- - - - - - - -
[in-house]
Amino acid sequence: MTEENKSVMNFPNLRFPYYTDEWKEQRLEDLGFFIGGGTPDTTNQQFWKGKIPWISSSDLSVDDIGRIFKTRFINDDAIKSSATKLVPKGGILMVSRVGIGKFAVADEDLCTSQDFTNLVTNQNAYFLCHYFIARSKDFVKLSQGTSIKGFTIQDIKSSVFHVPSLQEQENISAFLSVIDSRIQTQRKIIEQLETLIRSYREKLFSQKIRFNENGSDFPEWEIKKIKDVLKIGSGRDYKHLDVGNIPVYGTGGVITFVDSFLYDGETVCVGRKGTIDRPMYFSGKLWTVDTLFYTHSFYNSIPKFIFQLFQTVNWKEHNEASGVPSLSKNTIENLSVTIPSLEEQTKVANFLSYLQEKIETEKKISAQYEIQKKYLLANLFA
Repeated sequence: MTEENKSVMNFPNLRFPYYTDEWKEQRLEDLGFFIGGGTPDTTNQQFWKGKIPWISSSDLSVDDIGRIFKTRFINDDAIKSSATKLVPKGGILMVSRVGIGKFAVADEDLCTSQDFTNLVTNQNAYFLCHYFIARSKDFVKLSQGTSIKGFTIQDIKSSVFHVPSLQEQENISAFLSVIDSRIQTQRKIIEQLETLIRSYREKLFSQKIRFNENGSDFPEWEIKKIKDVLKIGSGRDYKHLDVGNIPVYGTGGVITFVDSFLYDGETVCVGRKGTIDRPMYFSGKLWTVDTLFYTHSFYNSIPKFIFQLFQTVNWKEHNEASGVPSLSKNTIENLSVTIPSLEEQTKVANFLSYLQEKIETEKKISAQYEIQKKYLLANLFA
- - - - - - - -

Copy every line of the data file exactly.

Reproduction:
[in-house]
Amino acid sequence: MTEENKSVMNFPNLRFPYYTDEWKEQRLEDLGFFIGGGTPDTTNQQFWKGKIPWISSSDLSVDDIGRIFKTRFINDDAIKSSATKLVPKGGILMVSRVGIGKFAVADEDLCTSQDFTNLVTNQNAYFLCHYFIARSKDFVKLSQGTSIKGFTIQDIKSSVFHVPSLQEQENISAFLSVIDSRIQTQRKIIEQLETLIRSYREKLFSQKIRFNENGSDFPEWEIKKIKDVLKIGSGRDYKHLDVGNIPVYGTGGVITFVDSFLYDGETVCVGRKGTIDRPMYFSGKLWTVDTLFYTHSFYNSIPKFIFQLFQTVNWKEHNEASGVPSLSKNTIENLSVTIPSLEEQTKVANFLSYLQEKIETEKKISAQYEIQKKYLLANLFA
Repeated sequence: MTEENKSVMNFPNLRFPYYTDEWKEQRLEDLGFFIGGGTPDTTNQQFWKGKIPWISSSDLSVDDIGRIFKTRFINDDAIKSSATKLVPKGGILMVSRVGIGKFAVADEDLCTSQDFTNLVTNQNAYFLCHYFIARSKDFVKLSQGTSIKGFTIQDIKSSVFHVPSLQEQENISAFLSVIDSRIQTQRKIIEQLETLIRSYREKLFSQKIRFNENGSDFPEWEIKKIKDVLKIGSGRDYKHLDVGNIPVYGTGGVITFVDSFLYDGETVCVGRKGTIDRPMYFSGKLWTVDTLFYTHSFYNSIPKFIFQLFQTVNWKEHNEASGVPSLSKNTIENLSVTIPSLEEQTKVANFLSYLQEKIETEKKISAQYEIQKKYLLANLFA